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The Syphilis Infection
Syphilis is a serious but curable infection caused by bacteria called Treponema pallidum. Bacteria are simple microscopic organisms that are the oldest form of life on Earth. They are highly adaptable and can live anywhere—at the bottom of the ocean, in frigid Arctic ice, and in steamy hot springs, as well as in any kind of plant or animal species. The wormlike bacterium that causes syphilis, for example, likes to burrow into the moist mucous membranes of human beings’ mouths or genital areas.
How Syphilis Is Spread
You can get syphilis by coming into contact with a person who already has the disease. Most of the time, this occurs as a result of sexual activity, which is why syphilis is considered an STD. Syphilis can be transmitted either through oral, genital, or anal sex. Even partners who don’t engage in actual sexual penetration—of a penis into a vagina, for example—can still get syphilis.
Syphilis is spread when one person’s infected area, usually an open sore, touches the soft skin of the mucous membrane found inside or around another person’s genital or anal areas, or in or around the mouth. A mucous membrane is a special protective layer of skin that safeguards the body’s internal passages and certain cavities from the outside environment. It lines the skin of nostrils, lips, ears, genitals, and the anus, and helps the body to absorb and secrete fluids. When stimulated, these membranes give off a sticky, thick fluid called mucus (such as what comes out of our noses when we sneeze) that moistens and protects.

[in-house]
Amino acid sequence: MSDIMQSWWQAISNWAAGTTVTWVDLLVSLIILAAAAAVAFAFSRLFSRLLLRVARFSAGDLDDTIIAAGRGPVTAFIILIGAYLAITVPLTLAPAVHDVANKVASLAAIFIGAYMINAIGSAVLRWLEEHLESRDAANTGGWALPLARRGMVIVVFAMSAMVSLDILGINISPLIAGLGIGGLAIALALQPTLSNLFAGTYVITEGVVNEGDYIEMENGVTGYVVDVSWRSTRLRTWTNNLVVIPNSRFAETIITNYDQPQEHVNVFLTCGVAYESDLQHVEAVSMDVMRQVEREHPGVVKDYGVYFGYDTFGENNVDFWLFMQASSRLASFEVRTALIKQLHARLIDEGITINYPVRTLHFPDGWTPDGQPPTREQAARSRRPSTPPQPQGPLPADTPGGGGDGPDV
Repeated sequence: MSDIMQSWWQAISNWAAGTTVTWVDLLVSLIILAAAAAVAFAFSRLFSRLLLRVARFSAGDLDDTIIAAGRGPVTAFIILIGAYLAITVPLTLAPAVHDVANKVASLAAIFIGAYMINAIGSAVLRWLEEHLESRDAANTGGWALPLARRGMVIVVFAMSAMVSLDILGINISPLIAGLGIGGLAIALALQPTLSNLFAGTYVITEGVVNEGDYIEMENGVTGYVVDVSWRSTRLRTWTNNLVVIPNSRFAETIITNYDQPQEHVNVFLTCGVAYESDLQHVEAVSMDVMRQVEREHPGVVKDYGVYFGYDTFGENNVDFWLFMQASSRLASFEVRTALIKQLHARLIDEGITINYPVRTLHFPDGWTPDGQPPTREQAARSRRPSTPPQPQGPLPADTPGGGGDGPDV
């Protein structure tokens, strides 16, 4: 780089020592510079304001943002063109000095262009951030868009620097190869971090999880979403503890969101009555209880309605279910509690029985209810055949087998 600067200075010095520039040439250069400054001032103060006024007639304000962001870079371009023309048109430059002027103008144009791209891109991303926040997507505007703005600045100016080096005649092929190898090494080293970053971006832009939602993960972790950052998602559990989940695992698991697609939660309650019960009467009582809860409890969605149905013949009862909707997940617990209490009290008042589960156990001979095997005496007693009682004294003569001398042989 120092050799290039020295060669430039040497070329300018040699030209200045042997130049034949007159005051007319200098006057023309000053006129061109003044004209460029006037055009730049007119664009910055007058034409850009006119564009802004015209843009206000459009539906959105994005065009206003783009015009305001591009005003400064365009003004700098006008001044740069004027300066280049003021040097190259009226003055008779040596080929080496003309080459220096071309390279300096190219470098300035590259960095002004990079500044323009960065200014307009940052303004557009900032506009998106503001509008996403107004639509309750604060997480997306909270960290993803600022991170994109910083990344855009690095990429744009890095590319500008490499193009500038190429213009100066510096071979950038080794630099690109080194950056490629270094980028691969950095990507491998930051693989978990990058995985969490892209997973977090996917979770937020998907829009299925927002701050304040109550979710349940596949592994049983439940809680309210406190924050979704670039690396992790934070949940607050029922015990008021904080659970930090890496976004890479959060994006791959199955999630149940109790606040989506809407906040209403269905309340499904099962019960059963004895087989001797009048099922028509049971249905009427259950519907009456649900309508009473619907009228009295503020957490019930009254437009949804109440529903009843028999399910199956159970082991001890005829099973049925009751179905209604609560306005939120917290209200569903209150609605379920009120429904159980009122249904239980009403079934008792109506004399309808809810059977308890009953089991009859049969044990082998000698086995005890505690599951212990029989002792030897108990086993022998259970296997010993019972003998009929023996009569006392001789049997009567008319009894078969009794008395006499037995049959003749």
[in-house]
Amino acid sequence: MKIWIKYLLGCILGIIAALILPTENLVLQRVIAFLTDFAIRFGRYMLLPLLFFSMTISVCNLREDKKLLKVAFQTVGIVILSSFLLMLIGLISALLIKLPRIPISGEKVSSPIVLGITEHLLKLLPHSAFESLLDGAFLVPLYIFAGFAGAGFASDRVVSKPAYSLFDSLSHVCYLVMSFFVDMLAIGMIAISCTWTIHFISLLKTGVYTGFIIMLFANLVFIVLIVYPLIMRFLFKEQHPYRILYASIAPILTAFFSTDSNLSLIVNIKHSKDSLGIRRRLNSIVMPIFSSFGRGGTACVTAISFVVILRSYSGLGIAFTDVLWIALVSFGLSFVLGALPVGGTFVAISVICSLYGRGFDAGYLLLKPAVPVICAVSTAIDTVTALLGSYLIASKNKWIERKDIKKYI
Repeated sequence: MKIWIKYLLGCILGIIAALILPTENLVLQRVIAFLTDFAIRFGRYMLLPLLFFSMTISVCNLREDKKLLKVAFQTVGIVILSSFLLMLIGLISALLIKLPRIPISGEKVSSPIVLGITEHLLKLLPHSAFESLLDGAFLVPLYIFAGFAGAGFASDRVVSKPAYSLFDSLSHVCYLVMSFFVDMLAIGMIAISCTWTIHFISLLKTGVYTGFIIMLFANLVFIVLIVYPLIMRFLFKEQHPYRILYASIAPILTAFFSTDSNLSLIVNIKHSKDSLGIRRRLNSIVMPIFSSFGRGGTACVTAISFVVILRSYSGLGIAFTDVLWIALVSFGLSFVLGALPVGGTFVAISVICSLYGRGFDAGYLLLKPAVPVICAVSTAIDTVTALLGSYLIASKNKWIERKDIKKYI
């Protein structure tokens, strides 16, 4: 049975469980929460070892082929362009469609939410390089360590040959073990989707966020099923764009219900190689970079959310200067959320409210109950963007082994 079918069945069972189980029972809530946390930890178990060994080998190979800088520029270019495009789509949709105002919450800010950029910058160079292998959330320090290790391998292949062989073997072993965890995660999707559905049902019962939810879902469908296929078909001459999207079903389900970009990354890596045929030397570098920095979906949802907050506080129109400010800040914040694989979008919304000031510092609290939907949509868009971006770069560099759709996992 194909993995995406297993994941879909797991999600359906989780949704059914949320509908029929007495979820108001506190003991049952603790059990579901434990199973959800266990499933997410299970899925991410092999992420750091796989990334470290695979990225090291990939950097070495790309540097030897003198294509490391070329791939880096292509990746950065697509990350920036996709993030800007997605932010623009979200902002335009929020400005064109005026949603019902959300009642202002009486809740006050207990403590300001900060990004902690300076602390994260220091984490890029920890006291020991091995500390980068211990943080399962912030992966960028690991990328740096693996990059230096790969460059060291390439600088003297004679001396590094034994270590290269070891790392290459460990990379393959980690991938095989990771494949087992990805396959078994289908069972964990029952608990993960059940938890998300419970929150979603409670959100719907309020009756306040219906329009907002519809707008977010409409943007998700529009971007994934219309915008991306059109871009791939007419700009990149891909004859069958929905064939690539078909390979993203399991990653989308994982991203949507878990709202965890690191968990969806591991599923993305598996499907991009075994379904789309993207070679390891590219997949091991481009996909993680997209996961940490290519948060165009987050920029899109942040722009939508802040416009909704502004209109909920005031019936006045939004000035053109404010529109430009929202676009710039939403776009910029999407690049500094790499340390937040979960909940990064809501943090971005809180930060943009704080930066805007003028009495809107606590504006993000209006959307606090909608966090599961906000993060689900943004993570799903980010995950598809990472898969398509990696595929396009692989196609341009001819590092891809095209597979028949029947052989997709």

Although less common, syphilis can also be spread through needle sharing (which occurs among drug users) and by an infected person coming into contact with any type of open sore or cut on another person. A pregnant woman with syphilis can also infect the unborn baby she is carrying. Syphilis acquired in this manner is known as congenital syphilis.